Assessing South Africa's "quiet diplomacy" towards Zimbabwe : strengths and weaknesses.
Mkhize, Mbekezeli Comfort.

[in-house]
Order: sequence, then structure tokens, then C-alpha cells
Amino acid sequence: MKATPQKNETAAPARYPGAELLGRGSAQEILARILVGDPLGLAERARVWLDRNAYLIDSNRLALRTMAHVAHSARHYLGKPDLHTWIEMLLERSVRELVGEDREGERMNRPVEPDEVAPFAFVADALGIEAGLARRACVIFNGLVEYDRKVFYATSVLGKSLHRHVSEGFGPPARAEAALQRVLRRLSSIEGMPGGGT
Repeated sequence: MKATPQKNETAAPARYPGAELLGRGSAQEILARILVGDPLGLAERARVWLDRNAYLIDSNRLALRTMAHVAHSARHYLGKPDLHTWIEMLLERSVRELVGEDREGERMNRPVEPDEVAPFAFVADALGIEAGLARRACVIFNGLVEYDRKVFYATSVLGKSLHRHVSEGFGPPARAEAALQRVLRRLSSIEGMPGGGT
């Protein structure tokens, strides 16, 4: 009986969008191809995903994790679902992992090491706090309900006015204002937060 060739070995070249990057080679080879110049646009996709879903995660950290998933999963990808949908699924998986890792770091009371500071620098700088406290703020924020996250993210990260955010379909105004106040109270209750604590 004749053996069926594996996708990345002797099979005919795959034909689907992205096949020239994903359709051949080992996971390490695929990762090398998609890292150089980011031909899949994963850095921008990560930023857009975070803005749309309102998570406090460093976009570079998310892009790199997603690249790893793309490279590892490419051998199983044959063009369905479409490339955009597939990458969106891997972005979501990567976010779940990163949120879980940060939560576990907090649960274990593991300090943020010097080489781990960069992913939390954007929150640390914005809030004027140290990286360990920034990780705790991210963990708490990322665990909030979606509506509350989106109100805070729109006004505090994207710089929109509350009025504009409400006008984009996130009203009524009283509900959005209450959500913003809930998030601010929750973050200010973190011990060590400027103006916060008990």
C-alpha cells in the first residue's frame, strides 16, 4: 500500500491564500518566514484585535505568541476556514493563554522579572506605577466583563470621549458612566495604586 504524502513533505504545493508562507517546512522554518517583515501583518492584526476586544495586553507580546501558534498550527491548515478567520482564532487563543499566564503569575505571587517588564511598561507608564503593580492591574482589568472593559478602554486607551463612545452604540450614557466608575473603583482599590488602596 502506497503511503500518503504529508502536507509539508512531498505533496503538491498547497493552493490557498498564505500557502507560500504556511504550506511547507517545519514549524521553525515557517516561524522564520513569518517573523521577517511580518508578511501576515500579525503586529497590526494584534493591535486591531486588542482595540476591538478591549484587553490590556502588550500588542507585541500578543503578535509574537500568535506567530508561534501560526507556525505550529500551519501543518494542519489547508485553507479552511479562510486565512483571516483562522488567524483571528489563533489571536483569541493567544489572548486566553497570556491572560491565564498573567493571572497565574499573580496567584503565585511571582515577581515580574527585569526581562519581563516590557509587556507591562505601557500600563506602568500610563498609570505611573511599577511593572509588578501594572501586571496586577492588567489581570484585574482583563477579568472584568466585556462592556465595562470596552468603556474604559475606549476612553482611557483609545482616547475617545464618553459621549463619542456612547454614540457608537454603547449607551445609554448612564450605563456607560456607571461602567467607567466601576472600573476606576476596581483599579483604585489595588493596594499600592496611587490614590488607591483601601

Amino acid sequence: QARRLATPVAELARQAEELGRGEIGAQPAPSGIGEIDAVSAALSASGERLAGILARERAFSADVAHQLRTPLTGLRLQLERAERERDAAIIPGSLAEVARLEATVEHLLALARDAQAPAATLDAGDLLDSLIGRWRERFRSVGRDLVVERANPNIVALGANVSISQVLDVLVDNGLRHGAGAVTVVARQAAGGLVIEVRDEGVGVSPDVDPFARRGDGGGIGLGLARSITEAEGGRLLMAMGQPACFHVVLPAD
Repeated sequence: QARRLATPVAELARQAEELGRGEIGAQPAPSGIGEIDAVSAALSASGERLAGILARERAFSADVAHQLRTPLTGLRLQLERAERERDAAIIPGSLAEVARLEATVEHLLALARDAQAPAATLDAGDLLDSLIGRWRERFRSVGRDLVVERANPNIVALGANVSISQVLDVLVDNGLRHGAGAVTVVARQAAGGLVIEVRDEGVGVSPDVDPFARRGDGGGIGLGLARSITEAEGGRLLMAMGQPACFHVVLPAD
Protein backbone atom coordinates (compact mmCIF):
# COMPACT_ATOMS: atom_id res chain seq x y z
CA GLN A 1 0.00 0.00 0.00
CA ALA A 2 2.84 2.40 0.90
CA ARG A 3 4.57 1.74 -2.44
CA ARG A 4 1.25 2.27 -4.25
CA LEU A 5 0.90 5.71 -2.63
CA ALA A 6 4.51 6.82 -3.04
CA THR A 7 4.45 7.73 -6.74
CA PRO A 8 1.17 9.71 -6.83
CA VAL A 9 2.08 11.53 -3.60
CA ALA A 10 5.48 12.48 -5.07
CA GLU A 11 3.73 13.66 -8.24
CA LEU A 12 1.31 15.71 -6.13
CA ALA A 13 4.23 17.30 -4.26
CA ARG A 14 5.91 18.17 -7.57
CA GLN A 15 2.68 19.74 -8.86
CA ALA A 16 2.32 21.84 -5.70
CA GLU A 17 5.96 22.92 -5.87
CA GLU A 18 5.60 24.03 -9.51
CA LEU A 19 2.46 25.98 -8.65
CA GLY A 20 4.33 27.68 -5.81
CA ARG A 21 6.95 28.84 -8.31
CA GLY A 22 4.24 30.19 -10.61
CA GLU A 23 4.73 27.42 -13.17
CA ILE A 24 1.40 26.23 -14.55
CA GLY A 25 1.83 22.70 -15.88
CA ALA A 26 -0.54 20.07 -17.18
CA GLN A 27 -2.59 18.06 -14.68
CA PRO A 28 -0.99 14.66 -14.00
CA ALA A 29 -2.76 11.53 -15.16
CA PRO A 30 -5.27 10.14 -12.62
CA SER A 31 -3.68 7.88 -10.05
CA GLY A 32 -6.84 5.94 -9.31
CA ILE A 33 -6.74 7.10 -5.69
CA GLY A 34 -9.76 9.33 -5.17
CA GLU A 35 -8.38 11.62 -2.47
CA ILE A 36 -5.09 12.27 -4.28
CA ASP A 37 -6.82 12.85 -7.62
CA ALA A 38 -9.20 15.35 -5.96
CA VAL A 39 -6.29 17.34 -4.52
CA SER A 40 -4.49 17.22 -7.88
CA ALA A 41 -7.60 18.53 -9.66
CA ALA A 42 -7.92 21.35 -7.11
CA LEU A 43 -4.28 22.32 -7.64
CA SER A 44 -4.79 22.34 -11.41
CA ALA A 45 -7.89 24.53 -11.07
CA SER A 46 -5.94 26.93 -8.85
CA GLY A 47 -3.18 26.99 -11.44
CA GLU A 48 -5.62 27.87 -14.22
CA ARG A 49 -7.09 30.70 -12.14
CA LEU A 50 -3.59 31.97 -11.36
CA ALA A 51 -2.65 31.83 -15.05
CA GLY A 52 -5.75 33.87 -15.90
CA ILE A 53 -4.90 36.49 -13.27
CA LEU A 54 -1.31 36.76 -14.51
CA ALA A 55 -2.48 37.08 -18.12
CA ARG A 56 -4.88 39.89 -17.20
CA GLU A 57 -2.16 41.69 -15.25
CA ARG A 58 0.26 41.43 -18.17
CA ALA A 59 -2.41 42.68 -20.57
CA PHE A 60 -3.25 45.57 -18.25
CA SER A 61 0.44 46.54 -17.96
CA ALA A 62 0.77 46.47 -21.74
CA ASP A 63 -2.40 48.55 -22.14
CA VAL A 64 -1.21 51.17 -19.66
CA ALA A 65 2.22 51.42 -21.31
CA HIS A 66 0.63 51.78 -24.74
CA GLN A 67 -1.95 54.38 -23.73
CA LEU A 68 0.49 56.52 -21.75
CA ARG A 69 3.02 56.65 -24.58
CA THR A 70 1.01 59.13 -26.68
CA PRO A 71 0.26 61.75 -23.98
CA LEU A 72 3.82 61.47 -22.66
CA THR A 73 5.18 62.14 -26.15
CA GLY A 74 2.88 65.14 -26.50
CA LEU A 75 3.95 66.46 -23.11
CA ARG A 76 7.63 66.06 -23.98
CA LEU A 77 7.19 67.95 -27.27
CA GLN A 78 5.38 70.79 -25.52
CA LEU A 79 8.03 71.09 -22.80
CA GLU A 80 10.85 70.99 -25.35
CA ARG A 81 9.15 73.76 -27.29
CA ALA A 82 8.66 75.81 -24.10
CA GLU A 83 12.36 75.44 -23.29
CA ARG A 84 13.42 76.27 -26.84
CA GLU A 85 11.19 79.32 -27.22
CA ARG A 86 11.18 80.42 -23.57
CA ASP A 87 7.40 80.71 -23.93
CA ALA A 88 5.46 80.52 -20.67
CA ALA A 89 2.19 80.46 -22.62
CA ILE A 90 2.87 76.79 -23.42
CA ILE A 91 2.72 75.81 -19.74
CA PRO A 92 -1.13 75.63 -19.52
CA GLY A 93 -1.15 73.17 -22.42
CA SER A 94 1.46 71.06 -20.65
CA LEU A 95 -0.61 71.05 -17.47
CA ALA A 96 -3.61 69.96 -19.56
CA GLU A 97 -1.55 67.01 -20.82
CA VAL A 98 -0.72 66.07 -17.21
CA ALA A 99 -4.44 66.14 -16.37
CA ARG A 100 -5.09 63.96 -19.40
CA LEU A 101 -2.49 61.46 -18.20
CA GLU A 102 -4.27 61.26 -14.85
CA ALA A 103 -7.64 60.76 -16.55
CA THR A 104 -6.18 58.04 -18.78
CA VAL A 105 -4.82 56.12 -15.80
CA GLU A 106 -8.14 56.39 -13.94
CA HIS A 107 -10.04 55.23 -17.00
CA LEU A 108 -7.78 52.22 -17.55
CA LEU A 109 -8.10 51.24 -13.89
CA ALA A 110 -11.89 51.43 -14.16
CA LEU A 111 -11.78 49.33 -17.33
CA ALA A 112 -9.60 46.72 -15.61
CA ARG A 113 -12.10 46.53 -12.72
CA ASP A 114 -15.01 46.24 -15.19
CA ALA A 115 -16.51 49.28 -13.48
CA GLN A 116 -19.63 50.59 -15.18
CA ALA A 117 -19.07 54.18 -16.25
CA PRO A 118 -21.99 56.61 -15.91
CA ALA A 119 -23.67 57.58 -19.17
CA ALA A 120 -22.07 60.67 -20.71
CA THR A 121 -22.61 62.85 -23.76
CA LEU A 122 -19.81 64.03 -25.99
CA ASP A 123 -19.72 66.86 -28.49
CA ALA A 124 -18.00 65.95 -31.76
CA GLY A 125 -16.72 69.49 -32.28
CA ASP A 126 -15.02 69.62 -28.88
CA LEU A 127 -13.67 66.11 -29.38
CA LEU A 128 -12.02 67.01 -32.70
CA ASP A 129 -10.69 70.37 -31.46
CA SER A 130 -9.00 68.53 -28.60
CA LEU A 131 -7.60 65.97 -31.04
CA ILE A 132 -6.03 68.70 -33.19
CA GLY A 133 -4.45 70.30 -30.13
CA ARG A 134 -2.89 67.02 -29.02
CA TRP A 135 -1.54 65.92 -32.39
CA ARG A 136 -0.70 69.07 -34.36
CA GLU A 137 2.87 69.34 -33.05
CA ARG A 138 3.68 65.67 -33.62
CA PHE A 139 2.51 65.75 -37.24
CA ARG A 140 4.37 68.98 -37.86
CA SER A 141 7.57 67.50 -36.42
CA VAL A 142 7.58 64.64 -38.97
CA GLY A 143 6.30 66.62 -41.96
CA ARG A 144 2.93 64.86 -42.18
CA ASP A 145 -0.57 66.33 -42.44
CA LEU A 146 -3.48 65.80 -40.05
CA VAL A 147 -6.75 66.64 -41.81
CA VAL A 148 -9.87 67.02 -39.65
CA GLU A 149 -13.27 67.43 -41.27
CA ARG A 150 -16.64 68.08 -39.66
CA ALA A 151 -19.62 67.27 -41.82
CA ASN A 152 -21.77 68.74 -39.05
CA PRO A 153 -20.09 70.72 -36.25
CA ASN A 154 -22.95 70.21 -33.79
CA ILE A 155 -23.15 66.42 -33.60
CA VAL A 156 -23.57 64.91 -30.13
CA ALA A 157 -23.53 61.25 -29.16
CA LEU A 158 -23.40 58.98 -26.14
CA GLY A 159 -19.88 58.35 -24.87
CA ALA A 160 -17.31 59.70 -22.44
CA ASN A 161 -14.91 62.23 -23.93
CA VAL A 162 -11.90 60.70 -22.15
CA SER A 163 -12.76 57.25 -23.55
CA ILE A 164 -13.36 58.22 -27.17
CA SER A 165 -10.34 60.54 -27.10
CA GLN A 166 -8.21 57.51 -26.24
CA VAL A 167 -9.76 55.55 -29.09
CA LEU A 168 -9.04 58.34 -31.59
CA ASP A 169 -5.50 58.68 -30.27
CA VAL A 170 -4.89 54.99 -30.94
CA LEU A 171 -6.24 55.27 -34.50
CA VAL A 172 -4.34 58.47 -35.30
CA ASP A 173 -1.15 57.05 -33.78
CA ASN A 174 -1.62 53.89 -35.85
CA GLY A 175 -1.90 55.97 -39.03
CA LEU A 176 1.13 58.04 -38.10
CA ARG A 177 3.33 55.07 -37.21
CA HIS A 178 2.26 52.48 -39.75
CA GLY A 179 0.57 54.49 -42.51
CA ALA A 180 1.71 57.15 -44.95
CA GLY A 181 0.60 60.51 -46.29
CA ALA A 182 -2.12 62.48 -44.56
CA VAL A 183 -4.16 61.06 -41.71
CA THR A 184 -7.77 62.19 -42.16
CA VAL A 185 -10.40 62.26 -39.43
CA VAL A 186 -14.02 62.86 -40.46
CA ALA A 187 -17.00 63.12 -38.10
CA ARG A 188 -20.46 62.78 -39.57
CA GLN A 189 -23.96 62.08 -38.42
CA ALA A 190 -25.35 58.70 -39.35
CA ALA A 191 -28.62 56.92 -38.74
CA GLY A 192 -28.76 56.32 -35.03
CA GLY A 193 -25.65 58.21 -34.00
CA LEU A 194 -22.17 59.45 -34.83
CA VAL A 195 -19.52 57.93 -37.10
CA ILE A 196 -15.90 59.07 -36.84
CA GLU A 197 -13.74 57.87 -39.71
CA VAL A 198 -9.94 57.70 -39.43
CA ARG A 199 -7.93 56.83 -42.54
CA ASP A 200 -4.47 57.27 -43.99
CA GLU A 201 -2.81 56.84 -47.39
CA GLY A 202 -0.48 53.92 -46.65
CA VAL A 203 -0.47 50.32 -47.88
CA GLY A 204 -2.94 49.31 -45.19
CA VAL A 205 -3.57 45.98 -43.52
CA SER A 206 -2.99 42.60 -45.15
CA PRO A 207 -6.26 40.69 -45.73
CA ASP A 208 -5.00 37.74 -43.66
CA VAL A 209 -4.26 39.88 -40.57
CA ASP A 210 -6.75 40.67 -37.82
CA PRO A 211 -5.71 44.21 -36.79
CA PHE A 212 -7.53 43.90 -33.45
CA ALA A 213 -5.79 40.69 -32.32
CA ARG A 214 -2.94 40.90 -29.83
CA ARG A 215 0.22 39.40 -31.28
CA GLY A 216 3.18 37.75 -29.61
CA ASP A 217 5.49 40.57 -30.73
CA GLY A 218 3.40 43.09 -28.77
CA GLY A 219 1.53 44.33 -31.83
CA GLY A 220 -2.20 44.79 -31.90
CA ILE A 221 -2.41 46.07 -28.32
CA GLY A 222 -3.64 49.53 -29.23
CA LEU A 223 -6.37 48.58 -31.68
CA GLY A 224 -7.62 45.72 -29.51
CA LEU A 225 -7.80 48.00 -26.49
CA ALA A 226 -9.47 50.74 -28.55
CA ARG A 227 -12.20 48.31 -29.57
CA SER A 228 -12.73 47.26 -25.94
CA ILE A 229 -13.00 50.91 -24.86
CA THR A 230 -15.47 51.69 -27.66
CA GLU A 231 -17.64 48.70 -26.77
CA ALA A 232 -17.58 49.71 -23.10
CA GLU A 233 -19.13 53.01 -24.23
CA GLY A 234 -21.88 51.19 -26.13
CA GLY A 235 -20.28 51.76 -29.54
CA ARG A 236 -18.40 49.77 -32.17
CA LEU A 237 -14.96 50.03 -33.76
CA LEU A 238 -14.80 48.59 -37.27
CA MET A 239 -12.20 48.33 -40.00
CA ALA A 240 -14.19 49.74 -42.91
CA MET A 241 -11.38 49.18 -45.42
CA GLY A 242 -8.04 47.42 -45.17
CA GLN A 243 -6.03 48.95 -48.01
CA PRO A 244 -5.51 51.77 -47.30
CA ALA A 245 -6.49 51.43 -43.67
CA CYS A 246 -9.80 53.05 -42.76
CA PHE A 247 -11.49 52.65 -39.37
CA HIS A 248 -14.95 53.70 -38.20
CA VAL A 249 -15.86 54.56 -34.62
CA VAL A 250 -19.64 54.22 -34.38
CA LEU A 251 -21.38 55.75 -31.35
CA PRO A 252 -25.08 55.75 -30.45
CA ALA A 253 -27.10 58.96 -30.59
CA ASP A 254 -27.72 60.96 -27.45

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The research project begins with the land reform programme in Zimbabwe between 2000 and 2008. Under colonialism Britain took most arable land from the indigenous Zimbabweans and gave it to the white (minority) settler population. The research attempts to look at how, after independence, President Robert Mugabe has handled the issue of land in an effort to reverse this situation. Some of the consequences of land reform include the collapse of the economy, political instability and social incoherence. Together, these consequences have led to the 'crisis' to describe social and political life in Zimbabwe. Most importantly, the project analyses South Africa's approach in dealing with this 'crisis'. Therefore, South Africa's approach has become the key subject upon which this project will be focused. Initially, the approach that was adopted and implemented by South African government towards Zimbabwe was termed "Quiet Diplomacy". The reasons for this approach are several. Firstly, this approach was one way of respecting the sovereignty of Zimbabwe. In other words, this was an attempt to honour and respect the internal affairs of Zimbabwe. Secondly, Thabo Mbeki's government was of the view that using economic muscle to sanction Zimbabwe would worsen the situation because Zimbabwe is dependent on South Africa in terms of electricity supply and other resources. However, as Quiet Diplomacy appeared to be ineffectual in halting Zimbabwe's slide into further disarray, much criticism has been generated. Critics state that the approach is not working, and it has made the situation worse in Zimbabwe. In addition, the study, therefore, has hypothesised that: "Quiet Diplomacy" is not a viable approach to deal with the Zimbabwean crisis. In making this claim, the study observes both the strengths and weaknesses of "quiet diplomacy". Finally, the study also seeks to make possible options (other than quiet diplomacy) that South African government should have considered. In the end, the study intends to make recommendations such as 'smart' sanctions that could be used to address the situation in Zimbabwe.